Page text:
Chinese Playground

A series of digital photographs, inkjet print, 25 x 39 inches, 2005 - 2010


Artist's Statement

The camera turns into a weapon, a third eye and a secret device recording events that I am not aware of in the particular moment of time.

In 1976, when I was three years old, the Chinese Cultural Revolution ended. Two years later, our family left China. Since 2004, I have visited China every year in December. During each trip, I spend a month living in the southern city, Guangzhou, where I was born. The propaganda films, national songs and loud voices from speakerphones that characterized my childhood are gone. Instead, Western influences are now implanting hip hop culture among Chinese youth, yuppie culture among young professionals, Internet culture and a new sense of fashion. However, the details of Chinese living stay the same — layers of dirt and dust lie on every object and surface, trash lies in the street, layers of posters and words cover surfaces, broken windows, rusted doors and unfinished painted walls make up buildings and people nimbly respond to everchanging government policies.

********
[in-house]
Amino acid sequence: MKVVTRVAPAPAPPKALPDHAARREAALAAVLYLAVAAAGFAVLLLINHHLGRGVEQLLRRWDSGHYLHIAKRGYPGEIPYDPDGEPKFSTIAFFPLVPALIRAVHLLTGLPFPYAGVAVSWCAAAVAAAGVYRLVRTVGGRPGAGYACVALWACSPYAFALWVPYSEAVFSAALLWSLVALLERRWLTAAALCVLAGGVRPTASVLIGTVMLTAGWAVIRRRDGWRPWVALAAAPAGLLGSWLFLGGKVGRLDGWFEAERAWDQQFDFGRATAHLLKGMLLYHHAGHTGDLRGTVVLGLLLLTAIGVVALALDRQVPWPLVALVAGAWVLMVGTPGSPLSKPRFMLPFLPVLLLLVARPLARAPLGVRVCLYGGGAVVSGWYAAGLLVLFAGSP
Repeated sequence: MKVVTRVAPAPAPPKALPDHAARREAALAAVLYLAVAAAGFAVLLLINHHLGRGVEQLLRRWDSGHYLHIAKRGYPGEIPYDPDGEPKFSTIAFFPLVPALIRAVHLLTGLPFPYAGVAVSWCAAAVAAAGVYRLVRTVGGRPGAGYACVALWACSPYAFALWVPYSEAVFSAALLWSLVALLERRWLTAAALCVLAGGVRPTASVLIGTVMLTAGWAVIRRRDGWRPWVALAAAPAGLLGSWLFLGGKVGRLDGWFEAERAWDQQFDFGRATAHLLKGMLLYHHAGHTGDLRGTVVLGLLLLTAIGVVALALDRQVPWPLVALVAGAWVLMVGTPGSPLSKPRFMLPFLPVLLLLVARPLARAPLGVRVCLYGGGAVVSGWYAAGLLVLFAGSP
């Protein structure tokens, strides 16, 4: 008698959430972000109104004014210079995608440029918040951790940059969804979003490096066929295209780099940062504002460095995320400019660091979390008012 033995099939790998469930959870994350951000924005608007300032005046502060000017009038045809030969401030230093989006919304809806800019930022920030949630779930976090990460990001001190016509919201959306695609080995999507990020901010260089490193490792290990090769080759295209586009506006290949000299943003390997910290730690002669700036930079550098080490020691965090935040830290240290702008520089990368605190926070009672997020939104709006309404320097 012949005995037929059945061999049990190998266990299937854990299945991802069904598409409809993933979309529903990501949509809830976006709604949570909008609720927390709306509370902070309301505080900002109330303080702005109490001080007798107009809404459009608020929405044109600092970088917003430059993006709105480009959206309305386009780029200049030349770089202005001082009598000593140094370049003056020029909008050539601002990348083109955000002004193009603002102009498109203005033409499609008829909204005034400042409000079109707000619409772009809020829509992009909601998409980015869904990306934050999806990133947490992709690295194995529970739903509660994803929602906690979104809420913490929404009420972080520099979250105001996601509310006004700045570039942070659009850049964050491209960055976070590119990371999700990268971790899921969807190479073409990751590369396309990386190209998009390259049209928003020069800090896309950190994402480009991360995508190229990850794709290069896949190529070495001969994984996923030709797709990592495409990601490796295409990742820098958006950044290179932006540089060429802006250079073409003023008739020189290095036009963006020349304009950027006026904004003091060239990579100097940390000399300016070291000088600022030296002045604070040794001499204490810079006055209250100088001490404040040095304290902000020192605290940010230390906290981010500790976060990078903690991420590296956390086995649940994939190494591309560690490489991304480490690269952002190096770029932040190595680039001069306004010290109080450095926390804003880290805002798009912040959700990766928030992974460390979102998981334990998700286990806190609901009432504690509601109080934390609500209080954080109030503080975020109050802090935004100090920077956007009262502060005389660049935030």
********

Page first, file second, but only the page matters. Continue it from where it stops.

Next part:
In this series of photographs, the aesthetics of grids are utilized as metaphors to examine individualism as reconstructed and intertwined with infrastructures of contemporary culture. Game playing is conceptually appropriated as a way to signify ways in which individuality is connected with cultural dynamics. What happens when the structure of the game falls apart? During the in between moments, when the physical body waits for instructions from authority, subconscious gestures are sublime and uniquely beautiful.

Return to Work

Continue Viewing: #1: Didactic Intervals

Continue Viewing: #2: Measure of Things

Continue Viewing: #3: Beyond the Wall